Cape Town’s bid story

The City of Cape Town's successful bid for World Design Capital 2014 was coordinated by the Cape Town Partnership, in collaboration with a wide range of stakeholders and supporters.

Gaming the real world: Virtual chemistry lab for schools

How can chemistry lessons be cheaper for schools, while not being any less interactive or memorable for school children? Introducing the Virtual Chemistry Lab by Formula D interactive.

The Virtual Chemistry Lab is everything you'd expect of a conventional chemistry laboratory – just minus the laboratory and expensive (or explosive) equipment it requires.

How do you replace a chemistry lab?

The Virtual Chemistry Lab gets learners involved in a hands-on lesson on a 50" high definition rear-projected screen backed up by pattern recognition technology. The table comes equipped with circular cards held in containers on either side of the table, each representing objects and materials commonly found in a real chemistry lab. When a card is placed on the glass surface of the table, a menu appears around it, and turning the card allows the user to direct which function it should perform – for example, to turn up the heat of a Bunsen burner. Chemical reactions are simulated when cards are brought together.

A multi-sensory learning environment

The first Virtual Chemistry Lab Table in South Africa was handed over to the Nelson Mandela Bay Science and Technology Centre in March as part of a partnership between the chemical company BASF and the Uitenhage Despatch Development Initiative.

“Multimedia learning environments are more effective than traditional learning media such as textbooks, since they engage multiple senses simultaneously,” says Michael Wolf, CEO of Formula D interactive, the creators of the table. “This is proven to stimulate learners, while making learning content more memorable.”

For schools with limited space and resources, Formula D is adapting the design. “The support of BASF has proven that our concepts are on the right track to innovate education in South Africa,” explains Michael. “Our classroom edition is a smaller, mobile and a much lower cost alternative to the large table – and works with standard PC and computer or television screens.”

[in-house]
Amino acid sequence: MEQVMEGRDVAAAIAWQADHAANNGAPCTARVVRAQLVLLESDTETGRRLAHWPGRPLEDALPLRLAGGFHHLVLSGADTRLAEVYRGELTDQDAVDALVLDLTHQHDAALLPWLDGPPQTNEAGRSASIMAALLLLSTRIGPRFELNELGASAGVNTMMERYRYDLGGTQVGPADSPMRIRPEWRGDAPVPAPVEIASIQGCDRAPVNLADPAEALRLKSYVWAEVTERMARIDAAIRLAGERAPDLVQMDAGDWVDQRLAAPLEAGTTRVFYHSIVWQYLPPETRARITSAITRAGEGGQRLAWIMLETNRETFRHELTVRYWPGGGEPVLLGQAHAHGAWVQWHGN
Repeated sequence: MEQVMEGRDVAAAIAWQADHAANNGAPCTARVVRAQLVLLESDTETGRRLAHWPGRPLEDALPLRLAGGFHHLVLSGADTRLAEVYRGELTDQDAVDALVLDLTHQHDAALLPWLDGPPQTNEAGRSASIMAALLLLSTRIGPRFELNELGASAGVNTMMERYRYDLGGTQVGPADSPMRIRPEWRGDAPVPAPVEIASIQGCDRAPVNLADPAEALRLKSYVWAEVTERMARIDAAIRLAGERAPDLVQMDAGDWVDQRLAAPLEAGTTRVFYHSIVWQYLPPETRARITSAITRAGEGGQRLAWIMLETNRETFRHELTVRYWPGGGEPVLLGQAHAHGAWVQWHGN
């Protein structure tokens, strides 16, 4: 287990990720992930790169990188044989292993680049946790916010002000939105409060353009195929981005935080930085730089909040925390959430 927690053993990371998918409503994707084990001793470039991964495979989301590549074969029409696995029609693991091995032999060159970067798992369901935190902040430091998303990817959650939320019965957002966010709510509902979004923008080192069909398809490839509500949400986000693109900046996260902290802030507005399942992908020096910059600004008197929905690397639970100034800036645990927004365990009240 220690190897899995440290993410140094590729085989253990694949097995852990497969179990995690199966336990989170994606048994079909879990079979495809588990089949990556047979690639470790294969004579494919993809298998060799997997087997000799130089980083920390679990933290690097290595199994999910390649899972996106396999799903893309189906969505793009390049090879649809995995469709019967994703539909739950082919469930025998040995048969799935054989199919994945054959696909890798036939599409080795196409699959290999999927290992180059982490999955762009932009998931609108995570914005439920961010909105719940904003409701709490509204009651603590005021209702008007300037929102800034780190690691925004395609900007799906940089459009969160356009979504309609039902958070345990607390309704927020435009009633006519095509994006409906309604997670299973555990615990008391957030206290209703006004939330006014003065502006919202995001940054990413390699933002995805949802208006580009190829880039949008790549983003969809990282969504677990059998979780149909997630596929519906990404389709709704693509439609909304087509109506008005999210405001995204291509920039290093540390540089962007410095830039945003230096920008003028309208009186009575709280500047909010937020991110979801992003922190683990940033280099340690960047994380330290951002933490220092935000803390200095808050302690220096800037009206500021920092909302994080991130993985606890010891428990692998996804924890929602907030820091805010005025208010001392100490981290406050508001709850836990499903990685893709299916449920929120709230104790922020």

Letting children’s curiosity run riot

This virtual departure from conventional science labs allows children to experiment unsupervised to their curiosity’s content, Marco Rosa, the managing director at Formula D interactive points out. When updates are issued, they would be available via download from the internet.

“One card activates a microscope and shows an animation of what the particular chemical reaction looks like at an atomic level, and the end result. Chemical formulas will be far easier to understand through their graphic display.

“Another card enables a virtual teacher, which explains what is occurring through each experiment. So even if nothing happens while experimenting blind, children will understand why. They’ll get the chance to do stuff they would never do in an actual lab,” he observes.

Challenges and opportunities

A challenge of introducing any new technology into a classroom environment includes the fact that traditional computer interfaces aren’t suited to collaborative learning – often built for a single user.Technology is also approached with a level of suspicion in some areas, especially where teachers themselves haven’t been exposed much to computer technology. Along with a cheaper, more accessible learning environment, the Virtual Chemistry Lab presents an opportunity for schools to introduce sophisticated technology that doesn’t require the operation of menus, or a mouse and keyboard.

Want to find out more about gamification in Cape Town?

Start by checking out local design firm Formula D interactive online.